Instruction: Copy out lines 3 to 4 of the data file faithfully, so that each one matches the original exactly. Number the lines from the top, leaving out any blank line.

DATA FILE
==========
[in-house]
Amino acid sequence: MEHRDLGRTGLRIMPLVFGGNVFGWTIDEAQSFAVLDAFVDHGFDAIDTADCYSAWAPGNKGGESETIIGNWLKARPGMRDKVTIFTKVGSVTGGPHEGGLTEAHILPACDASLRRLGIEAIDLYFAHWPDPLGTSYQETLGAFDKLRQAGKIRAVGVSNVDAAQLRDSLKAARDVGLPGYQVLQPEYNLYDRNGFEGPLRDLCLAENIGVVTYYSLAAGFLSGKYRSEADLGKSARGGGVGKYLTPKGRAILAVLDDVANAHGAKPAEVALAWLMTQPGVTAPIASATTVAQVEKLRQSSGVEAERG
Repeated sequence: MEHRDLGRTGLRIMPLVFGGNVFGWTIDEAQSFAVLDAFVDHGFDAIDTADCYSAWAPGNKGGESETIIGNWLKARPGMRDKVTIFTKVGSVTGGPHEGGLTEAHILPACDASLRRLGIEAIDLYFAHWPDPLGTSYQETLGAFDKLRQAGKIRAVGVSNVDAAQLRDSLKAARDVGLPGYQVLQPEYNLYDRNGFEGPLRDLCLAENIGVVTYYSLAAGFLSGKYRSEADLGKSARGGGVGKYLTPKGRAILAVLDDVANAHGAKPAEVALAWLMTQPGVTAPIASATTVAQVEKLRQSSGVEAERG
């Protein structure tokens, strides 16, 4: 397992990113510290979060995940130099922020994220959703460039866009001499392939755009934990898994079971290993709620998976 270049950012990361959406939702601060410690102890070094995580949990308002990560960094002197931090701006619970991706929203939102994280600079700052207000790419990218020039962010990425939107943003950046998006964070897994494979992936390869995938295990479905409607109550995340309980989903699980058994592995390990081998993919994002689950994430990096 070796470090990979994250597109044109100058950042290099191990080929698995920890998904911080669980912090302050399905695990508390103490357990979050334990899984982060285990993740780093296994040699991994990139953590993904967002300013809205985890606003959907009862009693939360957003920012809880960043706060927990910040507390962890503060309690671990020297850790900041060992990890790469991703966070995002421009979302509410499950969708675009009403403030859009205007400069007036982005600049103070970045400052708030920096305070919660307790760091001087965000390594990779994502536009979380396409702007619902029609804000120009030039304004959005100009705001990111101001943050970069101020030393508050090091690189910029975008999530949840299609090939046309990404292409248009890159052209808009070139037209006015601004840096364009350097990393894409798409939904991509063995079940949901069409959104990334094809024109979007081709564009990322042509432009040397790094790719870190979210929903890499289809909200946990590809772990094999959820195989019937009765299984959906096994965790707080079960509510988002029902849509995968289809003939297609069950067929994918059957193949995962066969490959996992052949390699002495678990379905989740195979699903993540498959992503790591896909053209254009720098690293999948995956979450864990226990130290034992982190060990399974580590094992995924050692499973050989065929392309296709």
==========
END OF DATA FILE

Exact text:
Repeated sequence: MEHRDLGRTGLRIMPLVFGGNVFGWTIDEAQSFAVLDAFVDHGFDAIDTADCYSAWAPGNKGGESETIIGNWLKARPGMRDKVTIFTKVGSVTGGPHEGGLTEAHILPACDASLRRLGIEAIDLYFAHWPDPLGTSYQETLGAFDKLRQAGKIRAVGVSNVDAAQLRDSLKAARDVGLPGYQVLQPEYNLYDRNGFEGPLRDLCLAENIGVVTYYSLAAGFLSGKYRSEADLGKSARGGGVGKYLTPKGRAILAVLDDVANAHGAKPAEVALAWLMTQPGVTAPIASATTVAQVEKLRQSSGVEAERG
């Protein structure tokens, strides 16, 4: 397992990113510290979060995940130099922020994220959703460039866009001499392939755009934990898994079971290993709620998976 270049950012990361959406939702601060410690102890070094995580949990308002990560960094002197931090701006619970991706929203939102994280600079700052207000790419990218020039962010990425939107943003950046998006964070897994494979992936390869995938295990479905409607109550995340309980989903699980058994592995390990081998993919994002689950994430990096 070796470090990979994250597109044109100058950042290099191990080929698995920890998904911080669980912090302050399905695990508390103490357990979050334990899984982060285990993740780093296994040699991994990139953590993904967002300013809205985890606003959907009862009693939360957003920012809880960043706060927990910040507390962890503060309690671990020297850790900041060992990890790469991703966070995002421009979302509410499950969708675009009403403030859009205007400069007036982005600049103070970045400052708030920096305070919660307790760091001087965000390594990779994502536009979380396409702007619902029609804000120009030039304004959005100009705001990111101001943050970069101020030393508050090091690189910029975008999530949840299609090939046309990404292409248009890159052209808009070139037209006015601004840096364009350097990393894409798409939904991509063995079940949901069409959104990334094809024109979007081709564009990322042509432009040397790094790719870190979210929903890499289809909200946990590809772990094999959820195989019937009765299984959906096994965790707080079960509510988002029902849509995968289809003939297609069950067929994918059957193949995962066969490959996992052949390699002495678990379905989740195979699903993540498959992503790591896909053209254009720098690293999948995956979450864990226990130290034992982190060990399974580590094992995924050692499973050989065929392309296709």